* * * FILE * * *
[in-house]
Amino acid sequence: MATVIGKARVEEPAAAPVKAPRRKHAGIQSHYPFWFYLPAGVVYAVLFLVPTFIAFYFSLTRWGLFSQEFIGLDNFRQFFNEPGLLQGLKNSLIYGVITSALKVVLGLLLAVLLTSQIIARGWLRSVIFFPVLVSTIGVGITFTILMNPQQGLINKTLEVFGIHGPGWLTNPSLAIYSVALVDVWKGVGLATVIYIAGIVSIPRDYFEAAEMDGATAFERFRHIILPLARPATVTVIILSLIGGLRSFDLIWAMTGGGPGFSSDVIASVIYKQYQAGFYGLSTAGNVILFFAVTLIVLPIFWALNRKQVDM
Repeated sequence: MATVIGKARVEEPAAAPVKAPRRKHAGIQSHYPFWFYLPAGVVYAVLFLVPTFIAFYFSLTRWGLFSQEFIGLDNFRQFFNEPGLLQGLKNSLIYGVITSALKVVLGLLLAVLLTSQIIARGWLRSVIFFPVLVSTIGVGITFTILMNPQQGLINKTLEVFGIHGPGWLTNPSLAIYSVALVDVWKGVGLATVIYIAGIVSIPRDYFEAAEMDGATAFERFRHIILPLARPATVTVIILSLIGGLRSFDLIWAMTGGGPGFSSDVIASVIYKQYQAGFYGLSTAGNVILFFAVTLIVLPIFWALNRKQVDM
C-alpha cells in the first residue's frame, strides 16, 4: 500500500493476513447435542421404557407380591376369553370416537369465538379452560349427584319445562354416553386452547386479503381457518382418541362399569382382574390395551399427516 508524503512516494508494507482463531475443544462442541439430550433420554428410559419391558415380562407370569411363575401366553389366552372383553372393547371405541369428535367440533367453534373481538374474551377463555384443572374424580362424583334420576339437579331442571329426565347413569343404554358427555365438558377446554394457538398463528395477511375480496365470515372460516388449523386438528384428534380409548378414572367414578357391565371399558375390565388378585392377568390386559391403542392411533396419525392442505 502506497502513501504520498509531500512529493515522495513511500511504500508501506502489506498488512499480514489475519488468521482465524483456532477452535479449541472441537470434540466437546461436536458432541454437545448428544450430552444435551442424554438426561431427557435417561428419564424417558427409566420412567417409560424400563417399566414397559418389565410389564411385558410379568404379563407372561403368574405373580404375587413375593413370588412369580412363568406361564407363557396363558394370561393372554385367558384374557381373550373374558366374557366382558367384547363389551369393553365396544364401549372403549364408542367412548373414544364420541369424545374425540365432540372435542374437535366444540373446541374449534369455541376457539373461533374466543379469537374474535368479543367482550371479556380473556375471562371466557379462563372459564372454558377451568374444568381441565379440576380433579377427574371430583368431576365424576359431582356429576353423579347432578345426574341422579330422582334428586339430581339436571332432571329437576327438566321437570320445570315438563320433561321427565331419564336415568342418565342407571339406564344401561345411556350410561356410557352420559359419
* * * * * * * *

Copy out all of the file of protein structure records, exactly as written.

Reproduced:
[in-house]
Amino acid sequence: MATVIGKARVEEPAAAPVKAPRRKHAGIQSHYPFWFYLPAGVVYAVLFLVPTFIAFYFSLTRWGLFSQEFIGLDNFRQFFNEPGLLQGLKNSLIYGVITSALKVVLGLLLAVLLTSQIIARGWLRSVIFFPVLVSTIGVGITFTILMNPQQGLINKTLEVFGIHGPGWLTNPSLAIYSVALVDVWKGVGLATVIYIAGIVSIPRDYFEAAEMDGATAFERFRHIILPLARPATVTVIILSLIGGLRSFDLIWAMTGGGPGFSSDVIASVIYKQYQAGFYGLSTAGNVILFFAVTLIVLPIFWALNRKQVDM
Repeated sequence: MATVIGKARVEEPAAAPVKAPRRKHAGIQSHYPFWFYLPAGVVYAVLFLVPTFIAFYFSLTRWGLFSQEFIGLDNFRQFFNEPGLLQGLKNSLIYGVITSALKVVLGLLLAVLLTSQIIARGWLRSVIFFPVLVSTIGVGITFTILMNPQQGLINKTLEVFGIHGPGWLTNPSLAIYSVALVDVWKGVGLATVIYIAGIVSIPRDYFEAAEMDGATAFERFRHIILPLARPATVTVIILSLIGGLRSFDLIWAMTGGGPGFSSDVIASVIYKQYQAGFYGLSTAGNVILFFAVTLIVLPIFWALNRKQVDM
C-alpha cells in the first residue's frame, strides 16, 4: 500500500493476513447435542421404557407380591376369553370416537369465538379452560349427584319445562354416553386452547386479503381457518382418541362399569382382574390395551399427516 508524503512516494508494507482463531475443544462442541439430550433420554428410559419391558415380562407370569411363575401366553389366552372383553372393547371405541369428535367440533367453534373481538374474551377463555384443572374424580362424583334420576339437579331442571329426565347413569343404554358427555365438558377446554394457538398463528395477511375480496365470515372460516388449523386438528384428534380409548378414572367414578357391565371399558375390565388378585392377568390386559391403542392411533396419525392442505 502506497502513501504520498509531500512529493515522495513511500511504500508501506502489506498488512499480514489475519488468521482465524483456532477452535479449541472441537470434540466437546461436536458432541454437545448428544450430552444435551442424554438426561431427557435417561428419564424417558427409566420412567417409560424400563417399566414397559418389565410389564411385558410379568404379563407372561403368574405373580404375587413375593413370588412369580412363568406361564407363557396363558394370561393372554385367558384374557381373550373374558366374557366382558367384547363389551369393553365396544364401549372403549364408542367412548373414544364420541369424545374425540365432540372435542374437535366444540373446541374449534369455541376457539373461533374466543379469537374474535368479543367482550371479556380473556375471562371466557379462563372459564372454558377451568374444568381441565379440576380433579377427574371430583368431576365424576359431582356429576353423579347432578345426574341422579330422582334428586339430581339436571332432571329437576327438566321437570320445570315438563320433561321427565331419564336415568342418565342407571339406564344401561345411556350410561356410557352420559359419